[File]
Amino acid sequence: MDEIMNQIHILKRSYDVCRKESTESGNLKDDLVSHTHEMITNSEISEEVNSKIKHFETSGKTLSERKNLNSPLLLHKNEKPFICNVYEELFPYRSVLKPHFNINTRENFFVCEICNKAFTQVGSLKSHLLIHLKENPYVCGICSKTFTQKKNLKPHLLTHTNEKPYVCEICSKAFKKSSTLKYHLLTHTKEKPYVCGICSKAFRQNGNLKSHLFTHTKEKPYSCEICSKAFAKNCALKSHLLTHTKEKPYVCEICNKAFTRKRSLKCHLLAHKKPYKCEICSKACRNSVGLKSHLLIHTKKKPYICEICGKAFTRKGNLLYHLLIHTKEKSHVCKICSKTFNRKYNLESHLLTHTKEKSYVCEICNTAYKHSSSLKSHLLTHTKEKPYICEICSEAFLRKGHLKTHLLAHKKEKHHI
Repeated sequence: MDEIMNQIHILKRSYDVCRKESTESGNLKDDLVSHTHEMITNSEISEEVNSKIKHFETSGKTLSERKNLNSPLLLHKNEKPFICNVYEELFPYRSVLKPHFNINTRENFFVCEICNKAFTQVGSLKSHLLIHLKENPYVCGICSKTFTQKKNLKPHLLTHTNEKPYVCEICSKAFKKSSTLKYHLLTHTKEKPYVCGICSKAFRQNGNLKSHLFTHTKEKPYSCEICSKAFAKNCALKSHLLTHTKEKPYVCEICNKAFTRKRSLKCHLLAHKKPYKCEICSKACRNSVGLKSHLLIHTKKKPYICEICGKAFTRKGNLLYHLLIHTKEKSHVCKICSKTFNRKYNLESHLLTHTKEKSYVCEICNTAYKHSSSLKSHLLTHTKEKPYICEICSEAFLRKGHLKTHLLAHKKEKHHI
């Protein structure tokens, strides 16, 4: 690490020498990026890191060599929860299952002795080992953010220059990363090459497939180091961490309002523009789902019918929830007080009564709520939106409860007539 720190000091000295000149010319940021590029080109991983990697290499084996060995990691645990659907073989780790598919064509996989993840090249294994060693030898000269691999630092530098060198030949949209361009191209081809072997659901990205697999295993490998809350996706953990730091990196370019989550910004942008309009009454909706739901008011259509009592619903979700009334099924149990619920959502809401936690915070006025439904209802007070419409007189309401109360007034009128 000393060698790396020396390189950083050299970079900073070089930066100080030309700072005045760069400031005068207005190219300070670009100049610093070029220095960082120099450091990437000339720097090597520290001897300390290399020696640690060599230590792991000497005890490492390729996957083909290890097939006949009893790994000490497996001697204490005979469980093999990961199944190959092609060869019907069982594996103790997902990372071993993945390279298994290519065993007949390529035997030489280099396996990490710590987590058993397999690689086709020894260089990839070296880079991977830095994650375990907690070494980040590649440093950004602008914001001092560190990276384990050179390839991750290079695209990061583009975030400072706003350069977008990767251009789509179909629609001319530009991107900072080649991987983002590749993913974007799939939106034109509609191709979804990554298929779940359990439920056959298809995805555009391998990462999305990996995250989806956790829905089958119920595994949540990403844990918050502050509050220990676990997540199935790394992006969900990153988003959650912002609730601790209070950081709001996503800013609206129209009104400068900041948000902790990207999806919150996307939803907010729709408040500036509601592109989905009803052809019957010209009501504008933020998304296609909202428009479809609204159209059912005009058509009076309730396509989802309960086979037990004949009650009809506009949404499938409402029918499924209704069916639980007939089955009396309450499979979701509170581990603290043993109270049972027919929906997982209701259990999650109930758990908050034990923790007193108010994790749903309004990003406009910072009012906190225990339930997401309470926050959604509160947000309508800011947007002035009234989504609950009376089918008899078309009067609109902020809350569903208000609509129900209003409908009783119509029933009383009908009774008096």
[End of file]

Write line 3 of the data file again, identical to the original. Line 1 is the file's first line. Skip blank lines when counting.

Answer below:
């Protein structure tokens, strides 16, 4: 690490020498990026890191060599929860299952002795080992953010220059990363090459497939180091961490309002523009789902019918929830007080009564709520939106409860007539 720190000091000295000149010319940021590029080109991983990697290499084996060995990691645990659907073989780790598919064509996989993840090249294994060693030898000269691999630092530098060198030949949209361009191209081809072997659901990205697999295993490998809350996706953990730091990196370019989550910004942008309009009454909706739901008011259509009592619903979700009334099924149990619920959502809401936690915070006025439904209802007070419409007189309401109360007034009128 000393060698790396020396390189950083050299970079900073070089930066100080030309700072005045760069400031005068207005190219300070670009100049610093070029220095960082120099450091990437000339720097090597520290001897300390290399020696640690060599230590792991000497005890490492390729996957083909290890097939006949009893790994000490497996001697204490005979469980093999990961199944190959092609060869019907069982594996103790997902990372071993993945390279298994290519065993007949390529035997030489280099396996990490710590987590058993397999690689086709020894260089990839070296880079991977830095994650375990907690070494980040590649440093950004602008914001001092560190990276384990050179390839991750290079695209990061583009975030400072706003350069977008990767251009789509179909629609001319530009991107900072080649991987983002590749993913974007799939939106034109509609191709979804990554298929779940359990439920056959298809995805555009391998990462999305990996995250989806956790829905089958119920595994949540990403844990918050502050509050220990676990997540199935790394992006969900990153988003959650912002609730601790209070950081709001996503800013609206129209009104400068900041948000902790990207999806919150996307939803907010729709408040500036509601592109989905009803052809019957010209009501504008933020998304296609909202428009479809609204159209059912005009058509009076309730396509989802309960086979037990004949009650009809506009949404499938409402029918499924209704069916639980007939089955009396309450499979979701509170581990603290043993109270049972027919929906997982209701259990999650109930758990908050034990923790007193108010994790749903309004990003406009910072009012906190225990339930997401309470926050959604509160947000309508800011947007002035009234989504609950009376089918008899078309009067609109902020809350569903208000609509129900209003409908009783119509029933009383009908009774008096």